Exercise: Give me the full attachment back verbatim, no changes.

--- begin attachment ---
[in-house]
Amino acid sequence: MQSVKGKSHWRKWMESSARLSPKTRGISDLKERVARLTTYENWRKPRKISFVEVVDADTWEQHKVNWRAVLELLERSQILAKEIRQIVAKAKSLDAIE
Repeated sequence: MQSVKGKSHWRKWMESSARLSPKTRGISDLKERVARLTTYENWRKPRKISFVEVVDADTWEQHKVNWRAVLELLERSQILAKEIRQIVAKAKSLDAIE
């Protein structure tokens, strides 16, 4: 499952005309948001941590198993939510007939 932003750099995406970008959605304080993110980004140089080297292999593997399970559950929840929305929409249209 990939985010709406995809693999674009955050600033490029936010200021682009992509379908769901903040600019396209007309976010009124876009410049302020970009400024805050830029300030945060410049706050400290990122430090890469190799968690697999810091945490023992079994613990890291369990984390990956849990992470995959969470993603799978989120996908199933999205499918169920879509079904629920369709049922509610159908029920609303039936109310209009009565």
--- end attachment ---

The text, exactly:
[in-house]
Amino acid sequence: MQSVKGKSHWRKWMESSARLSPKTRGISDLKERVARLTTYENWRKPRKISFVEVVDADTWEQHKVNWRAVLELLERSQILAKEIRQIVAKAKSLDAIE
Repeated sequence: MQSVKGKSHWRKWMESSARLSPKTRGISDLKERVARLTTYENWRKPRKISFVEVVDADTWEQHKVNWRAVLELLERSQILAKEIRQIVAKAKSLDAIE
């Protein structure tokens, strides 16, 4: 499952005309948001941590198993939510007939 932003750099995406970008959605304080993110980004140089080297292999593997399970559950929840929305929409249209 990939985010709406995809693999674009955050600033490029936010200021682009992509379908769901903040600019396209007309976010009124876009410049302020970009400024805050830029300030945060410049706050400290990122430090890469190799968690697999810091945490023992079994613990890291369990984390990956849990992470995959969470993603799978989120996908199933999205499918169920879509079904629920369709049922509610159908029920609303039936109310209009009565």